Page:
Gardening Matters

Let me state from the outset that I, and just about everyone I know who would consider themselves to be an environmentalist of some degree, I am in favor of developing biking, walking, and jogging trails in Brook Run Park.

Such trails would be a great way for people to enjoy the park and give our children and grandchildren an exposure to a beautiful mature forest. School groups, scouts, birdwatchers and other folks would be able to use the forest in the park as a living laboratory for scientific and ecological learning.

Brook Run is a great asset to Dunwoody and deserves to be opened up to all. However, I believe there are some serious faults with the latest plans for the multi-use trail in Brook Run.

Let me digress a moment with some of the history of the plans for the multi-use trail in Brook Run. Shortly after Dunwoody became a city in 2008, there was an effort to develop, with plenty of public presentations and citizen input, a Master Plan for various parts of the city. This included Brook Run Park. The initial approved plan that came out of this process then was to create trails in the park based on existing pathways.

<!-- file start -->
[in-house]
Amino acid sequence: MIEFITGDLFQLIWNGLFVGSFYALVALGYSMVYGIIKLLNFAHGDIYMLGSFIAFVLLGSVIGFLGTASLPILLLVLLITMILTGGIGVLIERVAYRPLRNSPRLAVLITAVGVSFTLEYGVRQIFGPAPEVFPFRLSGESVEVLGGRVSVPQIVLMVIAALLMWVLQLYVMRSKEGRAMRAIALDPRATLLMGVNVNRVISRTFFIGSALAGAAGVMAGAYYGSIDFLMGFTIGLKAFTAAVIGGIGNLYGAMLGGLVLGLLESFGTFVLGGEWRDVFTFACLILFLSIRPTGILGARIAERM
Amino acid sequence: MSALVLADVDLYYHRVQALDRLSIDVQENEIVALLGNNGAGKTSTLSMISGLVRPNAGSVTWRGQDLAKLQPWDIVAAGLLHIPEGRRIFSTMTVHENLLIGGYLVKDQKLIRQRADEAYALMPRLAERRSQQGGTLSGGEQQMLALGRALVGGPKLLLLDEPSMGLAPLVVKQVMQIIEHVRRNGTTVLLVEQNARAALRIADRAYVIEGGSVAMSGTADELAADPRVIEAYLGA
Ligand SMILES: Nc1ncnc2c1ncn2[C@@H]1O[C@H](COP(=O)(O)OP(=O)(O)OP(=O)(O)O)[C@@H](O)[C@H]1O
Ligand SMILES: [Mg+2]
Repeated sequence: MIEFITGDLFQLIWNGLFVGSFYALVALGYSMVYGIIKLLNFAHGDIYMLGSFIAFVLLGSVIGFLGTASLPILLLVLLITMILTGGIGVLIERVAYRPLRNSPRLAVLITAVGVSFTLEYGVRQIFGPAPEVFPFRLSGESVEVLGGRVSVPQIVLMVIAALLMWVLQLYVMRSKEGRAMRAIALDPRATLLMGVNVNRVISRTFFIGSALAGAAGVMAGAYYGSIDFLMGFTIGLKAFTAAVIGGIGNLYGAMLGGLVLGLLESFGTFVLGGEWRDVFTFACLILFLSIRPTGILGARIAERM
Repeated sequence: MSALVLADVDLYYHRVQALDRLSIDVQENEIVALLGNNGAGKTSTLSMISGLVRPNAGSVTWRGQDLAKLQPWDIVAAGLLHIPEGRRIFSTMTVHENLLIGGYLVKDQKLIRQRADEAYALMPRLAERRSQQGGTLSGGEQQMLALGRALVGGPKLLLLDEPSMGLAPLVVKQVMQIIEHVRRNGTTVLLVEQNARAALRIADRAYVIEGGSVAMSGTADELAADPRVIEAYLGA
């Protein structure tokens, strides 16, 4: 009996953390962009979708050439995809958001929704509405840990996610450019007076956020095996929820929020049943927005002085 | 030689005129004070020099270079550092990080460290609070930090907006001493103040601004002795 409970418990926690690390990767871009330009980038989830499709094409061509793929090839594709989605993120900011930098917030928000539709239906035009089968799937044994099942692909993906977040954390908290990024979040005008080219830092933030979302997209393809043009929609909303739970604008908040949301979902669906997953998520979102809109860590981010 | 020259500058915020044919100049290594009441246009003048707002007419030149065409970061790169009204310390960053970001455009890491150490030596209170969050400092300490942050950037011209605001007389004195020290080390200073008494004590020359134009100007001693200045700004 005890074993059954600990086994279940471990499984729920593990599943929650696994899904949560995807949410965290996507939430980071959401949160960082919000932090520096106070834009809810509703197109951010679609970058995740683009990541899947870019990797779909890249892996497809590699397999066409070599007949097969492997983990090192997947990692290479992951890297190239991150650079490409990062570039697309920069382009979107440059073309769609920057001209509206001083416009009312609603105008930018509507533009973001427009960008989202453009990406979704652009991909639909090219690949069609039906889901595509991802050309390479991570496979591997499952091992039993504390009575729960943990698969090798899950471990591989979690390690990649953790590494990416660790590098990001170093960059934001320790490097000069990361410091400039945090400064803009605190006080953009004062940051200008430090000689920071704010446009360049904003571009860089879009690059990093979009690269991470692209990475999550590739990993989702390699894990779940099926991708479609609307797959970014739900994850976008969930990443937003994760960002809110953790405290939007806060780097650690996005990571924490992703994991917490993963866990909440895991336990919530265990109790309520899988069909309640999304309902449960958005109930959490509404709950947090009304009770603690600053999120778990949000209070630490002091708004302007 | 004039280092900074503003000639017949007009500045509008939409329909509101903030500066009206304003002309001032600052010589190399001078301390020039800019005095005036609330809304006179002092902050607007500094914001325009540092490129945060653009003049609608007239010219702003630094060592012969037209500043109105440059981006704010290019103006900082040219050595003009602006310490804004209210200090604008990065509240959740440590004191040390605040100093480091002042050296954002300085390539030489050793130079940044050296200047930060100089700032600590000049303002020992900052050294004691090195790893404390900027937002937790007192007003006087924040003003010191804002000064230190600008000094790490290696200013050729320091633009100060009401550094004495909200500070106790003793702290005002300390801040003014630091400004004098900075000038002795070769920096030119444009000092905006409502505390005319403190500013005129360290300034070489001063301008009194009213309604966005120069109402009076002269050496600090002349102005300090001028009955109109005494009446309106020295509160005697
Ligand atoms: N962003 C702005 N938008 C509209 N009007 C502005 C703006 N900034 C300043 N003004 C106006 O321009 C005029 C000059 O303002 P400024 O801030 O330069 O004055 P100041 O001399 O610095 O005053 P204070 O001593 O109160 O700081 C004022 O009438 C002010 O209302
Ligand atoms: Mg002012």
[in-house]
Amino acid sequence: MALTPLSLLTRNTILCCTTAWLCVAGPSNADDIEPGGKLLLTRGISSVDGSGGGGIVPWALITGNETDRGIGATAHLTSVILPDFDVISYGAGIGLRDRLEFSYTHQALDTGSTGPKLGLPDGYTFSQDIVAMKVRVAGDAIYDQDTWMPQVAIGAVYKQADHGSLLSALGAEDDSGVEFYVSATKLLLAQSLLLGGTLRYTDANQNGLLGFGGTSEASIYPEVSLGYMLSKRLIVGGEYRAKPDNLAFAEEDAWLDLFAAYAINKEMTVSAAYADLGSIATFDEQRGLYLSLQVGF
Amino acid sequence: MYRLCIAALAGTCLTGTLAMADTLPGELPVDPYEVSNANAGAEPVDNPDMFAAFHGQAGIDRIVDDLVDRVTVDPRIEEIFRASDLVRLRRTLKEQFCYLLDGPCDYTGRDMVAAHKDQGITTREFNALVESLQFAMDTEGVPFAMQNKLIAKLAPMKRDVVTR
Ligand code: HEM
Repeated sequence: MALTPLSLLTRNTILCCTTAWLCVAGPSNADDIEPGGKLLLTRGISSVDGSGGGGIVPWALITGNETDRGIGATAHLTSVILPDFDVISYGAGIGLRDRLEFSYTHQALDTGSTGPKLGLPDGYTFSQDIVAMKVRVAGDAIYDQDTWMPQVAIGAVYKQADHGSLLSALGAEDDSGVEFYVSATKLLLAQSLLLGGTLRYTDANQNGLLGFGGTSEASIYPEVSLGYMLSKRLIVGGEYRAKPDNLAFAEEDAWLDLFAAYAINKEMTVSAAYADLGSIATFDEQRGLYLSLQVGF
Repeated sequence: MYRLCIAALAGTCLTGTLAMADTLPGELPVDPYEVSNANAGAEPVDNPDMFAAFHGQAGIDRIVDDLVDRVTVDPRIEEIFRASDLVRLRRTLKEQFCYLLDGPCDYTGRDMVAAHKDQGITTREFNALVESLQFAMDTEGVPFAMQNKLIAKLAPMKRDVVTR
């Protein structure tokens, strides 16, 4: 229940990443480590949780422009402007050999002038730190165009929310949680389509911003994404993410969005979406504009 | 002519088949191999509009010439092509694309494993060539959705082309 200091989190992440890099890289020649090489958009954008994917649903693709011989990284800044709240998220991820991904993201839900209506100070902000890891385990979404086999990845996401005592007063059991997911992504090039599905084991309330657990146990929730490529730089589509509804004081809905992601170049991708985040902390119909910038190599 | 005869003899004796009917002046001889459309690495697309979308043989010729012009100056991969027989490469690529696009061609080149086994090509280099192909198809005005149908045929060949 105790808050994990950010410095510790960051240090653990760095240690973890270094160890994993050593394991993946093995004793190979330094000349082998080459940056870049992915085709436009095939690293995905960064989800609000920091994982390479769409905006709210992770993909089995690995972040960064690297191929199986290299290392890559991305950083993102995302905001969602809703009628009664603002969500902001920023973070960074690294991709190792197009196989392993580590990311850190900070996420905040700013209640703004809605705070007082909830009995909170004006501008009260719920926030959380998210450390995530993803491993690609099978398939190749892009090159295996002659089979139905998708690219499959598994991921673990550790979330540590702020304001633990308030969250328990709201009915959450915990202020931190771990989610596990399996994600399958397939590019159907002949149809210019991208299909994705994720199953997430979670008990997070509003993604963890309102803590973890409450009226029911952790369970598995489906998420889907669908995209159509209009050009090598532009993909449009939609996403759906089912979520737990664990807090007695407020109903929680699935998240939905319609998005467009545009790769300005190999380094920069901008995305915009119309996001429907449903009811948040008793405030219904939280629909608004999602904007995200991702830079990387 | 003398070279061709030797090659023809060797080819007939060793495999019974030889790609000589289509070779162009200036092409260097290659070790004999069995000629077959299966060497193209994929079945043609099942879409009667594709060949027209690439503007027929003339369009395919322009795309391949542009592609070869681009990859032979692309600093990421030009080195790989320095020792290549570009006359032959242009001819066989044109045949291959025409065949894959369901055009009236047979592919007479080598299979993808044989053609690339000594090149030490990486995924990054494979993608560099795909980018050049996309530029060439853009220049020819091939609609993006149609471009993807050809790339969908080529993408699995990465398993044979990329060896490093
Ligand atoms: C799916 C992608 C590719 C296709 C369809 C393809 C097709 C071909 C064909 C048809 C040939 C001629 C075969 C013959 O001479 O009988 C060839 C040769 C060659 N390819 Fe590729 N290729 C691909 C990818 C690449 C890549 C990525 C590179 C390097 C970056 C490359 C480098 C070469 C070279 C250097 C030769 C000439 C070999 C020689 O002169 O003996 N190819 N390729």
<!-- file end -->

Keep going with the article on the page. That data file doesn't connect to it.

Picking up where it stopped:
That pathway was shown labeled as a “nature trail” in the planning documents. The material to be used included wood chips, asphalt and boardwalks. The trail was initially proposed to be 8-feet-wide. In 2010 the city applied for (and received) a grant from the Georgia Department of Natural Resources to develop a one mile trail of paved and unpaved trails and by restoring existing trails paths already built in the park. The cost was to be $129,320.

By 2012, with no public presentation or input of a revised plan, the original concept had been altered by city officials. The new plan was to build a 12-foot-wide concrete path ‘trail’ entirely through uncut forested areas. The trail would be designed to accommodate bicyclist, joggers, and walkers. It would also be built to accommodate people with disabilities.

The cost is now up to $420,000 for the first part (Phase I) of the new multi-use trail. A minimum of 337 trees would be cut down. More importantly, a construction zone is to be created to build the trail.